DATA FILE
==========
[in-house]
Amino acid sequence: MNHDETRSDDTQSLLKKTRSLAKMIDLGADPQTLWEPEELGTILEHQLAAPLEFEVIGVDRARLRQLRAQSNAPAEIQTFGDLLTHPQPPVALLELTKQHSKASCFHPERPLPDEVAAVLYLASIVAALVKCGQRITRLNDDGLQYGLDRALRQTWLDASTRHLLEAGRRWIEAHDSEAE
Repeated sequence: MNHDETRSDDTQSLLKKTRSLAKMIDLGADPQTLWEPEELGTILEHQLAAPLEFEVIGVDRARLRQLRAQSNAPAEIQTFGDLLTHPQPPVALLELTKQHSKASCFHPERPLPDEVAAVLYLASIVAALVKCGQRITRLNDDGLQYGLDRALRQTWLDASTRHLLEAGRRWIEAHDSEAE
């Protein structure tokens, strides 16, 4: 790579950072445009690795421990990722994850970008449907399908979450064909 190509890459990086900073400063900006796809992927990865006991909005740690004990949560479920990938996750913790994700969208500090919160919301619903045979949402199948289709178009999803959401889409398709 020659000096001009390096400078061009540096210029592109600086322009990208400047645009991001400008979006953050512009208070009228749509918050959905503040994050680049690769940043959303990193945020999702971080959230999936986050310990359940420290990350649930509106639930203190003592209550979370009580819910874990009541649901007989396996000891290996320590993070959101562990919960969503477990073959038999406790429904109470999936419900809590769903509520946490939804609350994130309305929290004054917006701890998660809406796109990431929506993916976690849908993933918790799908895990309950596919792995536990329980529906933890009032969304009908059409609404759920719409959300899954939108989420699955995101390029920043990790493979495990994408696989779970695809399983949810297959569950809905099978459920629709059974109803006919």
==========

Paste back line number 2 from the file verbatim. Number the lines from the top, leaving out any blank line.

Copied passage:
Amino acid sequence: MNHDETRSDDTQSLLKKTRSLAKMIDLGADPQTLWEPEELGTILEHQLAAPLEFEVIGVDRARLRQLRAQSNAPAEIQTFGDLLTHPQPPVALLELTKQHSKASCFHPERPLPDEVAAVLYLASIVAALVKCGQRITRLNDDGLQYGLDRALRQTWLDASTRHLLEAGRRWIEAHDSEAE